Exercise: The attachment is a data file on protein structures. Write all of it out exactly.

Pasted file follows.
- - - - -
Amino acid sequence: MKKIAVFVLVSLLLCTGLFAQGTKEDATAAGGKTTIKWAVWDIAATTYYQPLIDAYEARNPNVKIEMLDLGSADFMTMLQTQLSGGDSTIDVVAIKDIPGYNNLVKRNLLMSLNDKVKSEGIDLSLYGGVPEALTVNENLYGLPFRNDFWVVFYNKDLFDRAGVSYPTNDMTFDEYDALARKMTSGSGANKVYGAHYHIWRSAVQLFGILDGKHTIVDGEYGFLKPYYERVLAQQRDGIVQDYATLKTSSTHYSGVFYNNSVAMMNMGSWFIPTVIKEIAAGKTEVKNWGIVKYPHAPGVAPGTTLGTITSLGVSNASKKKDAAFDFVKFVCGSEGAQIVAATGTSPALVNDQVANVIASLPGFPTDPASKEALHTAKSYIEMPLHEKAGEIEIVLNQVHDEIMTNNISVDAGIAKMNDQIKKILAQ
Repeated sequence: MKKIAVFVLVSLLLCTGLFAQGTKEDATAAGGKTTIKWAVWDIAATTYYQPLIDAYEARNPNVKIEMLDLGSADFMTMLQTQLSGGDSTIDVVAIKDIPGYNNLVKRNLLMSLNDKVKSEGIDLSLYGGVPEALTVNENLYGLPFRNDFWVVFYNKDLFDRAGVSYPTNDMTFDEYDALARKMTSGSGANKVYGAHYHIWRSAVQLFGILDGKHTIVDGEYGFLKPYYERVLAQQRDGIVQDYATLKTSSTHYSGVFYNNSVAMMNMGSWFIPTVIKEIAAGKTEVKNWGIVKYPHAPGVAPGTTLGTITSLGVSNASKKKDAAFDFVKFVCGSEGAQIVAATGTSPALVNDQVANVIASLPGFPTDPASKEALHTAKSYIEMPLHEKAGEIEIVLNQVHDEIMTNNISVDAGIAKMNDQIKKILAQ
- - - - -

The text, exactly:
Amino acid sequence: MKKIAVFVLVSLLLCTGLFAQGTKEDATAAGGKTTIKWAVWDIAATTYYQPLIDAYEARNPNVKIEMLDLGSADFMTMLQTQLSGGDSTIDVVAIKDIPGYNNLVKRNLLMSLNDKVKSEGIDLSLYGGVPEALTVNENLYGLPFRNDFWVVFYNKDLFDRAGVSYPTNDMTFDEYDALARKMTSGSGANKVYGAHYHIWRSAVQLFGILDGKHTIVDGEYGFLKPYYERVLAQQRDGIVQDYATLKTSSTHYSGVFYNNSVAMMNMGSWFIPTVIKEIAAGKTEVKNWGIVKYPHAPGVAPGTTLGTITSLGVSNASKKKDAAFDFVKFVCGSEGAQIVAATGTSPALVNDQVANVIASLPGFPTDPASKEALHTAKSYIEMPLHEKAGEIEIVLNQVHDEIMTNNISVDAGIAKMNDQIKKILAQ
Repeated sequence: MKKIAVFVLVSLLLCTGLFAQGTKEDATAAGGKTTIKWAVWDIAATTYYQPLIDAYEARNPNVKIEMLDLGSADFMTMLQTQLSGGDSTIDVVAIKDIPGYNNLVKRNLLMSLNDKVKSEGIDLSLYGGVPEALTVNENLYGLPFRNDFWVVFYNKDLFDRAGVSYPTNDMTFDEYDALARKMTSGSGANKVYGAHYHIWRSAVQLFGILDGKHTIVDGEYGFLKPYYERVLAQQRDGIVQDYATLKTSSTHYSGVFYNNSVAMMNMGSWFIPTVIKEIAAGKTEVKNWGIVKYPHAPGVAPGTTLGTITSLGVSNASKKKDAAFDFVKFVCGSEGAQIVAATGTSPALVNDQVANVIASLPGFPTDPASKEALHTAKSYIEMPLHEKAGEIEIVLNQVHDEIMTNNISVDAGIAKMNDQIKKILAQ